Väsen

ArtsWatch Weekly: full-tilt boogie

Imago tilts the action in a topsy-turvy Greek classic, Brett Campbell's best music bets, "Jersey Boys" croons into town, new theater & dance

The question echoes down the centuries from the Greek myths and Euripides’ play, which was first set on stage in 431 B.C. and just keeps coming back: was Medea balancing the scales of justice when she murdered her husband’s new wife and her own children, or was she falling off her rocker? People have been arguing the point ever since (Medea shocked its original audience, coming in dead last in that year’s City of Dionysia festival), and the question of teetering out of control remains foremost, right down to Ben Powers’ recent adaptation of Medea for the National Theatre in London.

The ups and downs of rehearsal: Imago’s tilting stage for “Medea.” Imago Theatre photo.

Enter Jerry Mouawad of Imago Theatre, whose own theories of balance reach back to his mentor Jacques Lecoq, the French mime and movement master who advocated a “balance of the stage.” In 1998 Mouawad and Imago took the advice literally, creating a large movable stage, suspended three feet above the floor, that tips and leans as the actors shift position on it. They used it for an acclaimed production of Sartre’s No Exit, in which the constantly shifting balances became a metaphor for the play itself. The show was revived several times and traveled to theaters across the country.

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Väsen preview: Swedish spirit

Power folk trio’s exuberant mix of tradition, progressive artistry, and rock solid chops  breathes new life into Swedish traditional music

by DANIEL HEILA

In 1989, at a gathering in Røros, Norway, nyckelharpa player Olav Johansson met guitarist Roger Tallroth on his way to take a shower, as legend has it. The two Swedish folk musicians spent a storied evening and night jamming together, to the delight of the crowd that gathered to hear them.

So impressed was Olle Paulsson that he started a new record label, Drone Music, to record the fledgling ensemble. Johannson joined violist Mikael Marin and Tallroth to record their first CD together, Olov Johansson: Väsen. People started asking to book the group “Väsen” and the name stuck. “Väsen” means spirit or essence in Swedish (akin to Finland’s sisu) and a more appropriate name could not be found for the Swedish powerfolk trio’s vibrant sound.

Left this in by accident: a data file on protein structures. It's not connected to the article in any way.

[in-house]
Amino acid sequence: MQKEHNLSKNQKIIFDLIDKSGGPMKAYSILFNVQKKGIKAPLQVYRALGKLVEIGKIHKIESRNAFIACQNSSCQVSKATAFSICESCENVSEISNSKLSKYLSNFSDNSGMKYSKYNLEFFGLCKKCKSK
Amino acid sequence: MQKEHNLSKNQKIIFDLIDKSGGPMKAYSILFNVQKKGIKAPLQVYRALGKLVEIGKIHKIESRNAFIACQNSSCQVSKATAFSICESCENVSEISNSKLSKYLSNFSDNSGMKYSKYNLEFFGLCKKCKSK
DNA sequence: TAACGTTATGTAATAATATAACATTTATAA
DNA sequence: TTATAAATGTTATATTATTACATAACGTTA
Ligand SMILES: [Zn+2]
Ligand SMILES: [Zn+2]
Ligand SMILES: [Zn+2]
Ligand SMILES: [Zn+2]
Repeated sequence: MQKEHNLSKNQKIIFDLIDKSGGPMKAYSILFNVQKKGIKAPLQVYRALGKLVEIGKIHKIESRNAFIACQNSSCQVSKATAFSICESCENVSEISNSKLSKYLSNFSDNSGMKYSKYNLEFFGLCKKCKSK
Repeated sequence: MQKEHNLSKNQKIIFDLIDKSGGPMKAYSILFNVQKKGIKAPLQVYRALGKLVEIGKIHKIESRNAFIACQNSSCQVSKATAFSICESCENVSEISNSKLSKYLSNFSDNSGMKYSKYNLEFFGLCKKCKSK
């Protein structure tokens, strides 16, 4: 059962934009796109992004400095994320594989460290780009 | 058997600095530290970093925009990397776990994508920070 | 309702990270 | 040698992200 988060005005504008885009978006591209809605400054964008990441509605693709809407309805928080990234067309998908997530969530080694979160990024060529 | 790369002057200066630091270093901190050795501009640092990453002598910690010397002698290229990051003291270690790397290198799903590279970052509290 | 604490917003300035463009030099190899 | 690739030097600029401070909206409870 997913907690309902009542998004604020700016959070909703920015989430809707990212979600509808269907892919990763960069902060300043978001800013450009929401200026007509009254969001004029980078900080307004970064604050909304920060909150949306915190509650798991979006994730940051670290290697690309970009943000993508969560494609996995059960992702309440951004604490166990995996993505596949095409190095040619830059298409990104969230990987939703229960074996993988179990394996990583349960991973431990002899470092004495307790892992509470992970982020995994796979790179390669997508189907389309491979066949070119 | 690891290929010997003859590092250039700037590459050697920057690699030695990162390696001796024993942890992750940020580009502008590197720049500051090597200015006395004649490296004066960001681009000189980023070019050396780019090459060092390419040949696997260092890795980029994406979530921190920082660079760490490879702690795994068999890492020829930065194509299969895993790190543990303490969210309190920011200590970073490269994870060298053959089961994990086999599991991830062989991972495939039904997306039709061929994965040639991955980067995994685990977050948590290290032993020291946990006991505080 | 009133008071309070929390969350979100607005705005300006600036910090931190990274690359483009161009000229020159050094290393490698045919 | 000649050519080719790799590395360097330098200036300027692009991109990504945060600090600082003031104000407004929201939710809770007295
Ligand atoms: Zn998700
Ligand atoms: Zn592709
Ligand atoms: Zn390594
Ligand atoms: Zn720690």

Väsen performs in Portland, Ashland and Eugene.

Väsen, which performs April 15 at Portland’s Aladdin Theater, April 19 at Southern Oregon University Music Recital Hall, and April 20 at Eugene’s Shedd Institute, crafts original compositions and arrangements of trad tunes that bridge the gaps between folk, power pop, classical, and melodic jazz. Building on Swedish folk music roots, the high energy trio (quartet in Europe when joined by percussionist André Ferrari) play the type of new Nordic folk music that rides on syncopation, accented weak beats, odd meters, and dense string-driven heterophony with crooked tunes similar to the Quebecois dance tradition.

Folk revival

As with other folk music festivals in Scandinavia during the 1970s and ‘80s (Kaustinen Folk Fest in Finland and Folkemusikkveka in Norway), Gärdesfesten, the Swedish Woodstock of 1970, gave a folk revival in the country added momentum as interest in traditional Swedish music and dance grew. Though the movement slowed in the late ‘70s, a resurgence of interest in the polka in the ’80s pushed new ensembles into the public eye and the new dance venues gave them an opportunity to hone their playing.

Väsen is a product of these times. Back in the day, nyckelharpist Johansson and violist Marin sat at the feet of such Swedish folk music notables as Curt and Ivar Tallroth and Eric Sahlström of the Uppland region. Within a few years of taking up nyckelharp in 1980 at age 14, Johansson was considered a master player. In 1990, the year after meeting bandmate Tallroth, he won the championship in both traditional and modern categories at the Nyckelharpa World Championships at Österbybruk, Sweden.

A composer, producer, and arranger who has been a Swedish national fiddler since 1983, Marin has played under Leonard Bernstein and collaborated with artists such as Mikael Samuelsson, folk rockers Nordman, and Kronos Quartet. He plays in the duo Marin/Marin with his daughter Mia Marin.

The old time dance lilt of Swedish folk tunes is given punch and drive by Roger Tallroth’s 12-string rhythm guitar constructions that thicken the texture of the bowed instruments while securing the downbeat—sexing it up with satisfying syncopated accents—and taking the harmonies a bit farther afield than Grandpa Ole might approve of. Tallroth is a bit of an iconoclast, having developed his own unique style of playing. His signature ‘Tallroth tuning’ and ever changing style of rhythm guitar have influenced string players in the Nordic/Scandinavian folk scene for years.

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